Jackson puffed out a perfect smoke-ring and recalled the two sitting at the park, drinking coffee earlier that afternoon.  His: cream, two sugars.  Hers: cream, two sugars and enough sedatives to relax a small pony.  Before Celia nodded off, they had discussed the strange flowing river of life and how the other was maintaining afloat within it, and promised to speak to each other more often.  Celia had even mentioned her upcoming wedding.  Jackson’s stellar performance of surprise and congratulations had been worthy of an Oscar.

She had probably been stoned from the downers, but Jackson could not get the joyful, loving face Celia had worn at the park out of his head.  It had been much more soothing than the one she wore when she woke up at the pond bound, gagged and wearing the wedding dress Jackson had rented.

Jackson had watched tears, which could only have been of  joy, slip down her cheeks as he told her how the two were destined to inflame the cosmos with their passion, and that they would burn on together for all eternity, inextinguishable and infinite.  In silence, he had held her trembling body for hours, breaking the hush only once to say, “Wasn’t that a beautiful sunset, dear?”  And with the sinking of the great yellow sphere, only but the last stage of Jackson’s plan had remained unaccomplished.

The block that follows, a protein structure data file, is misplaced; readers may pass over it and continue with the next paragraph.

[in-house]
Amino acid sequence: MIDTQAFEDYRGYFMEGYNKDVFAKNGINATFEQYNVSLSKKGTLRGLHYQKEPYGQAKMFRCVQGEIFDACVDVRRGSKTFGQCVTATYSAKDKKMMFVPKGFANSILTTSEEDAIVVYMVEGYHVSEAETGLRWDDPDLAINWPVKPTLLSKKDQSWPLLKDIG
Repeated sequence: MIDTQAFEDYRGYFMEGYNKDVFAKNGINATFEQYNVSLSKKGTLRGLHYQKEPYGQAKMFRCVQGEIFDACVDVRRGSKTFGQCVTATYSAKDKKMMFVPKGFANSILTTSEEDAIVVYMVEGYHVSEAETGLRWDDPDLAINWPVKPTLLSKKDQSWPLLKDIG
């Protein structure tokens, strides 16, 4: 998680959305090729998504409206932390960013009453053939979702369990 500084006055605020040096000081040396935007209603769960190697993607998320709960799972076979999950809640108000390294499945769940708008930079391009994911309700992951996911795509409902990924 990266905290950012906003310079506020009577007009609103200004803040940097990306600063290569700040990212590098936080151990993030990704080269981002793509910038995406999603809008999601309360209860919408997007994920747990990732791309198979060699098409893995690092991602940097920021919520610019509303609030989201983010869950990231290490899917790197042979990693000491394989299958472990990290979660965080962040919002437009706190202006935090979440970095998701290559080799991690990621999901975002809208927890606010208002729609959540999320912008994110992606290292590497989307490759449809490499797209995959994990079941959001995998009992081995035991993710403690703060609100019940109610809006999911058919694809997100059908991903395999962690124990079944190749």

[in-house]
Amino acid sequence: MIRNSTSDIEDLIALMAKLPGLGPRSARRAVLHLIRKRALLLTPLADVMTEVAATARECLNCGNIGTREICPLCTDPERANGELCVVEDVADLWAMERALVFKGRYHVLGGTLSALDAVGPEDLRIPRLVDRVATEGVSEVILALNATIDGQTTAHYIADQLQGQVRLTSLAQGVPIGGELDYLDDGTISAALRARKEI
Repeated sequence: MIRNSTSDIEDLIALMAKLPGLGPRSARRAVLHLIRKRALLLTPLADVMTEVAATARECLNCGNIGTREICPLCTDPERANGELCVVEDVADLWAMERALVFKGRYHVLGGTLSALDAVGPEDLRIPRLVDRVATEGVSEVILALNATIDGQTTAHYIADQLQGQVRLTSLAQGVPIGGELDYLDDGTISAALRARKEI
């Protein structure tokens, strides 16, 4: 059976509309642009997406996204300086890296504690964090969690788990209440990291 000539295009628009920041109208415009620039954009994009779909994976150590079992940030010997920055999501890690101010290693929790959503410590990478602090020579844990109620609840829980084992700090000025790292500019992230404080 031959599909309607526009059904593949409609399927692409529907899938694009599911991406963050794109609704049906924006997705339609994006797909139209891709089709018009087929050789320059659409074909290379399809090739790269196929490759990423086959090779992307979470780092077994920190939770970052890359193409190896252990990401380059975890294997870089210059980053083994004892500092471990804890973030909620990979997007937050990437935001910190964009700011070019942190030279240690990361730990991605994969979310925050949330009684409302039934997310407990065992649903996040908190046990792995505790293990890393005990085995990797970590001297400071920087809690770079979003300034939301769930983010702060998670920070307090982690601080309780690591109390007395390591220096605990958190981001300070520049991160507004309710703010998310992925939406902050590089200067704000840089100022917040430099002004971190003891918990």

Jackson looked down at his hands and saw the smoke circling his fingers.  Those hands, just moments before, had thrown his bride to her watery grave.  He knew that it had been for the best though.  A love such as theirs comes along once a millennium and he was not about to live the tragedy of unrequited true love.

The fiery ring at the tip of his cigarette had found its way to the speckled filter, signaling the time for Jackson to proclaim his never-ending vow of love as well.  He flicked the butt into the cool thick grass, watching the orange trail it left in its flight.  Jackson then reverently peered at the moon, awaiting his cue.

“I do,” he whispered.  Then Jackson jumped into the pond.

The devoted groom sank to the bottom and felt around for his anchored bride.  Finding her slowly swaying body in the dark depths, he locked his with his soul mate’s arms, and was filled with no emotion but pure love.

A few moments later, the last moon-dyed bubble burst atop the surface of the dark, boggy pond.